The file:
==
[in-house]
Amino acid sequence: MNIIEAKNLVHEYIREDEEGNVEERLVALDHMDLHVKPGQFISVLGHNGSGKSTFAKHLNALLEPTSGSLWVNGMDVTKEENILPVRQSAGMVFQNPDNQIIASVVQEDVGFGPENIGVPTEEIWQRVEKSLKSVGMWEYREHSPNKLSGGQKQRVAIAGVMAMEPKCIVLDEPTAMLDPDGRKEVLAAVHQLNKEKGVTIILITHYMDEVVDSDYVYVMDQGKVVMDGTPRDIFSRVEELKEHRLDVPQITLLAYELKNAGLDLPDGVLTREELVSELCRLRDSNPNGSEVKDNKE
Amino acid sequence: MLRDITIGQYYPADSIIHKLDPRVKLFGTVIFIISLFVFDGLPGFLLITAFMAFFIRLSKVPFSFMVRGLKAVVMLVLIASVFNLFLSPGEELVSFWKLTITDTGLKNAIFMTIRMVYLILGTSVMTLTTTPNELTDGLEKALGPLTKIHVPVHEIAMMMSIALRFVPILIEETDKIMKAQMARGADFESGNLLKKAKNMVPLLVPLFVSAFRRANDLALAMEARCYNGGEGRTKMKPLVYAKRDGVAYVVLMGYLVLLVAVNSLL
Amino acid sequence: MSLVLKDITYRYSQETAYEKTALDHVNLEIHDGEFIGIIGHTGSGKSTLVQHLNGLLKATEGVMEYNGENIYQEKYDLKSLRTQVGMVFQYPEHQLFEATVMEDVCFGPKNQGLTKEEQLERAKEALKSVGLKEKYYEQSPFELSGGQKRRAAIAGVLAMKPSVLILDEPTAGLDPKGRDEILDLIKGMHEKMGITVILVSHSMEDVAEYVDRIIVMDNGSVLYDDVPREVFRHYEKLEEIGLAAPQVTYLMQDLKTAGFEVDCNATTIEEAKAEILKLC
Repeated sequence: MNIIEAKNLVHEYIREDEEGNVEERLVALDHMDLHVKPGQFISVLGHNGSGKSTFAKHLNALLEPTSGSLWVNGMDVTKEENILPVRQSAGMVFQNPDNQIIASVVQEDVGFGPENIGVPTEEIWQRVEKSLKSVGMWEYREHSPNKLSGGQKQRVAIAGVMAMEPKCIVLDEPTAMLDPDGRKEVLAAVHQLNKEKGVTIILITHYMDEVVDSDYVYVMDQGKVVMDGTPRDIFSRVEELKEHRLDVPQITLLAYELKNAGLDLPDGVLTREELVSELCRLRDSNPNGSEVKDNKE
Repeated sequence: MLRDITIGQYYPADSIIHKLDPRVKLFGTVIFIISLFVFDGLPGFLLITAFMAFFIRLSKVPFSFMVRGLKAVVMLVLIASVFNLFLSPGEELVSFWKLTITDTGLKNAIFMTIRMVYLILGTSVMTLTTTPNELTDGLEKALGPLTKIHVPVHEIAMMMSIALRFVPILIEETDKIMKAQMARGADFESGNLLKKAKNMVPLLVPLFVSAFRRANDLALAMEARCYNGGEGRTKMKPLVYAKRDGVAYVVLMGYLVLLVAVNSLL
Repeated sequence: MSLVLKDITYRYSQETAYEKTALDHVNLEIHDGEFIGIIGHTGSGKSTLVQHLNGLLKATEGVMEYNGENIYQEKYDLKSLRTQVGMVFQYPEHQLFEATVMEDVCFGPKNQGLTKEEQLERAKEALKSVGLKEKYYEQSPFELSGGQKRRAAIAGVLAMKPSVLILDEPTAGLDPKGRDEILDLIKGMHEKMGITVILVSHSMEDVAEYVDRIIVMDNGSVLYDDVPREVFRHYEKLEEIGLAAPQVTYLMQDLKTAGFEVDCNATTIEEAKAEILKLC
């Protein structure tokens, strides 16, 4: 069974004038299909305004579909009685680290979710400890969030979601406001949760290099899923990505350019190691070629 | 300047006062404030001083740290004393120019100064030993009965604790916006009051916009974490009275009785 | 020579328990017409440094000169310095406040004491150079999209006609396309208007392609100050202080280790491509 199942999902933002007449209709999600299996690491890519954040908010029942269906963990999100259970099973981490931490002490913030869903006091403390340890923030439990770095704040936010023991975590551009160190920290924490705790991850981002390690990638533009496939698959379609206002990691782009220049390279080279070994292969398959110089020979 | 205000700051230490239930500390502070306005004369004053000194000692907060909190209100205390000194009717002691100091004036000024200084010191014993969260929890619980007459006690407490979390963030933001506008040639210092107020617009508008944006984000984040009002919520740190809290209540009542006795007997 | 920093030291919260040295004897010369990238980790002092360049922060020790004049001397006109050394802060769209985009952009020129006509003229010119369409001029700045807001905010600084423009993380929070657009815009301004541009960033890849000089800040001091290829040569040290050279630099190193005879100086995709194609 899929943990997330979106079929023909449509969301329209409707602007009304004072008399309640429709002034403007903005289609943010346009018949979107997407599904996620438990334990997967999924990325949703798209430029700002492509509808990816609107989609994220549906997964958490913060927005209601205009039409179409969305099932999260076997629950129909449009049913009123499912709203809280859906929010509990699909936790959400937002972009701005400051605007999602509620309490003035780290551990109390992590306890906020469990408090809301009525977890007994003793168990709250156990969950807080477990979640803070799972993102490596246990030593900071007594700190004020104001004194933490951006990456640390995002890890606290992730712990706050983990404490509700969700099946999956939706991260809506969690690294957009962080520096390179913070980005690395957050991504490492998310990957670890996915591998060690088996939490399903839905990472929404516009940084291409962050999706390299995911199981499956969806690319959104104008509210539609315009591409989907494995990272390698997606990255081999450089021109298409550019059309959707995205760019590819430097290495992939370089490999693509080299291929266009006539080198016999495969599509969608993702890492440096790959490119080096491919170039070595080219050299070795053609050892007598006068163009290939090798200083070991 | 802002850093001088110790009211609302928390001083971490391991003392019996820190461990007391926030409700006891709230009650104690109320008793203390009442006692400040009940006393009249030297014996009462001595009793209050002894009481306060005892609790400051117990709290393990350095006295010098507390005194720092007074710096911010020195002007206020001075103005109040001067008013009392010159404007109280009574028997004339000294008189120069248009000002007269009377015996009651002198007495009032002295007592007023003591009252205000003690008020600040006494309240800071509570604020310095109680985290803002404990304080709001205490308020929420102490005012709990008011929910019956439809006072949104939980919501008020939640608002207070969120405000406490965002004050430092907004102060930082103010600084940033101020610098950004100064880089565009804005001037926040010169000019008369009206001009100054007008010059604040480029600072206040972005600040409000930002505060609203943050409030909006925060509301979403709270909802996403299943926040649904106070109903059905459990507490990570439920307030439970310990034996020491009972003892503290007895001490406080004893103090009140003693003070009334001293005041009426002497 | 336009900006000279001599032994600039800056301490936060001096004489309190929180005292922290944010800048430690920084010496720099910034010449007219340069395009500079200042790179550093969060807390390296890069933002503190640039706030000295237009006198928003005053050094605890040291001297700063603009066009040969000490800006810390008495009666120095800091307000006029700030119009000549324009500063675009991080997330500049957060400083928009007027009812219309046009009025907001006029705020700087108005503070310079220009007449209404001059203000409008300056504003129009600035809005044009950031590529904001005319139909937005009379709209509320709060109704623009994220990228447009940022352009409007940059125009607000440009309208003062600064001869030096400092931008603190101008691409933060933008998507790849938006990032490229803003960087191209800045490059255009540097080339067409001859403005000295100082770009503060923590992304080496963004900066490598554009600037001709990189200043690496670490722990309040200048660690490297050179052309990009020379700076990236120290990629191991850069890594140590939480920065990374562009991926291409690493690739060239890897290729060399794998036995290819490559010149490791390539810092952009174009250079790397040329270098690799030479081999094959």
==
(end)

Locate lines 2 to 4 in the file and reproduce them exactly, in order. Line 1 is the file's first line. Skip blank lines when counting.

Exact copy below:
Amino acid sequence: MNIIEAKNLVHEYIREDEEGNVEERLVALDHMDLHVKPGQFISVLGHNGSGKSTFAKHLNALLEPTSGSLWVNGMDVTKEENILPVRQSAGMVFQNPDNQIIASVVQEDVGFGPENIGVPTEEIWQRVEKSLKSVGMWEYREHSPNKLSGGQKQRVAIAGVMAMEPKCIVLDEPTAMLDPDGRKEVLAAVHQLNKEKGVTIILITHYMDEVVDSDYVYVMDQGKVVMDGTPRDIFSRVEELKEHRLDVPQITLLAYELKNAGLDLPDGVLTREELVSELCRLRDSNPNGSEVKDNKE
Amino acid sequence: MLRDITIGQYYPADSIIHKLDPRVKLFGTVIFIISLFVFDGLPGFLLITAFMAFFIRLSKVPFSFMVRGLKAVVMLVLIASVFNLFLSPGEELVSFWKLTITDTGLKNAIFMTIRMVYLILGTSVMTLTTTPNELTDGLEKALGPLTKIHVPVHEIAMMMSIALRFVPILIEETDKIMKAQMARGADFESGNLLKKAKNMVPLLVPLFVSAFRRANDLALAMEARCYNGGEGRTKMKPLVYAKRDGVAYVVLMGYLVLLVAVNSLL
Amino acid sequence: MSLVLKDITYRYSQETAYEKTALDHVNLEIHDGEFIGIIGHTGSGKSTLVQHLNGLLKATEGVMEYNGENIYQEKYDLKSLRTQVGMVFQYPEHQLFEATVMEDVCFGPKNQGLTKEEQLERAKEALKSVGLKEKYYEQSPFELSGGQKRRAAIAGVLAMKPSVLILDEPTAGLDPKGRDEILDLIKGMHEKMGITVILVSHSMEDVAEYVDRIIVMDNGSVLYDDVPREVFRHYEKLEEIGLAAPQVTYLMQDLKTAGFEVDCNATTIEEAKAEILKLC